I like a little social interaction with my colleagues. I've spoken 1-1 for quite a while in order to get to know my colleagues at my new desk job.

There is a particular colleague who is obsessed with exercising. I talked to him about his hobbies and his interests. And now he won't stop talking about exercising. He chats with me from time to time. But I dread every time I see him coming because I know he's going to start talking about exercising.

The topic is interesting by itself. It's the way he talks about it. He talks about his own successes, how everyone else should exercise, how it's the right way to live. He's created his own course (free online) and he keeps ranting on and on about what his course teaches, how bad the other courses are, how everyone should learn from his course, how people have thanked him for making this course, and back to the kind of exercises he does and how he benefits from them. Initially this feels friendly. But after 40-45 minutes of listening to him day after day and especially it being a one-sided conversation it gets irritating.

When I talk about my own experiences (failures in exercising) he lacks any empathy or interest about my experience and insists that I must exercise the way he does it. Or he starts repeating things he's already spoken about or acts like he's trying to fix me. Before going into monologues once again.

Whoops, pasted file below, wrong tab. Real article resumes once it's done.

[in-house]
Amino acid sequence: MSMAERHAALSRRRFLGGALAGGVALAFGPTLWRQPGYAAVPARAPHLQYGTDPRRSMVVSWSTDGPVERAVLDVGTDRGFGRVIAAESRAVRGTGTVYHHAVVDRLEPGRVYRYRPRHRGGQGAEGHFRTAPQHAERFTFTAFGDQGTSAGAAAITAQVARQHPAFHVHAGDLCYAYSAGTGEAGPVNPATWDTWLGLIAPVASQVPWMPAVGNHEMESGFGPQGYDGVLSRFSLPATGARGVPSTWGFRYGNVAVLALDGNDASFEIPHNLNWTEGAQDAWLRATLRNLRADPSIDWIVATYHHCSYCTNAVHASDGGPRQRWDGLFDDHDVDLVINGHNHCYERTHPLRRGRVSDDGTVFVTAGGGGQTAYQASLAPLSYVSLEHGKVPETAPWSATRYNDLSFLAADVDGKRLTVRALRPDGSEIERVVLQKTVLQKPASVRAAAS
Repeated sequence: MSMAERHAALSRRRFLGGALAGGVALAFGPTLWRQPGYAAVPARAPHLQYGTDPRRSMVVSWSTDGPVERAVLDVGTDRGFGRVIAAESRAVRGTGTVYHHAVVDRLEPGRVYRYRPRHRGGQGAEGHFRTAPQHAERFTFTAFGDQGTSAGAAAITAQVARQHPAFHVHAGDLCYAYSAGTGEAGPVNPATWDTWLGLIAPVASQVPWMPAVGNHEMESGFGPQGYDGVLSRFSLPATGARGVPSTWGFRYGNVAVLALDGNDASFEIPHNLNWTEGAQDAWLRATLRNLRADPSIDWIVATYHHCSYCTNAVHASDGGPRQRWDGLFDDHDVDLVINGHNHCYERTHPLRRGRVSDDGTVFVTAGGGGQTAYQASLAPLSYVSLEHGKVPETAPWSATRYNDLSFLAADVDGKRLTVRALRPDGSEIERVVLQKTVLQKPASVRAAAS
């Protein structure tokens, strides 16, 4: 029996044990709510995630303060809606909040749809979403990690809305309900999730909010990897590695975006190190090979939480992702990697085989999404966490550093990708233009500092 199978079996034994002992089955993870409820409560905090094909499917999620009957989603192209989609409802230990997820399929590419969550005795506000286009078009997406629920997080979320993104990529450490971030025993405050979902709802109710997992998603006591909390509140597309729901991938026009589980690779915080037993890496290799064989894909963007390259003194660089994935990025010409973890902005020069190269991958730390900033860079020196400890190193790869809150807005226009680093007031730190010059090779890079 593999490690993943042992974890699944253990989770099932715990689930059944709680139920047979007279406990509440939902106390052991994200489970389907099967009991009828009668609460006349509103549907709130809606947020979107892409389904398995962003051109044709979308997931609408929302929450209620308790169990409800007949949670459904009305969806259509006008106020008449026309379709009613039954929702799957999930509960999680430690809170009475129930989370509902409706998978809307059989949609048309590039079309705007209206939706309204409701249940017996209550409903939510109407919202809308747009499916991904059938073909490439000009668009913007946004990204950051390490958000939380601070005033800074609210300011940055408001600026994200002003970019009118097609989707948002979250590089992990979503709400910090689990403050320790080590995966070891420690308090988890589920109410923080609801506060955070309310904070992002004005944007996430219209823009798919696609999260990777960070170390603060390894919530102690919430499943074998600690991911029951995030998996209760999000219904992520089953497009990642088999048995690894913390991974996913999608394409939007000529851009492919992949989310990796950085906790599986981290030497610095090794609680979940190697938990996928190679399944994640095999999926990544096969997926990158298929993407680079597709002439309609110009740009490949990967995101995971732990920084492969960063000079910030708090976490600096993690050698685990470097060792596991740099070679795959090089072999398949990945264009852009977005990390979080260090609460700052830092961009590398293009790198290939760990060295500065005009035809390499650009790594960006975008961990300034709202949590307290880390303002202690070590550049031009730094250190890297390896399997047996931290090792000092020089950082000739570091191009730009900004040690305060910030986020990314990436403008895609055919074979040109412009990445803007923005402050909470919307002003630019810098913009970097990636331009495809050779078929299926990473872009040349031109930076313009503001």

Since I'm new at the company, I don't want to put him off directly. I've tried telling him that I'll try different forms of exercising and then we can chat in more details - for now, let's not. Also tried telling him that unfortunately, I don't feel like talking about exercising right now. In response he puts a long pause staring at me and then talks about it anyway, insisting that if I tried the same exercises that he does and the same way that he does then I would get into it.

The only time he stops the topic is when I agree to try exercising his way or if I acknowledge that he's taught me something important.

It's difficult to interrupt when he's talking about his experiences and it would be rude to interrupt him then. When I do try changing topics he brings it back to exercising anyway. Obviously, exercising is pretty important to him.

How do I get him to stop talking about it or change the topic?

Or more generally, how do I change topics when someone is quite passionately talking about something they like for an hour and I would like to change it to anything else?

  • Is this question of any help? Seems related to me, just let us know...
    – OldPadawan
    May 17, 2022 at 14:22
  • 2
    @OldPadawan Not really. She had the opposite views on the subject. I don't. I'm okay listening to him but my problem is the 1 way communication and the excessiveness. She had a cousin with whom she was close. I'm dealing with office colleagues or distant acquaintances who I think will pull the plug of acquaintanceship at the slightest hurt. That too at a phase when I'm new in the company.
    – Mugen
    May 18, 2022 at 2:21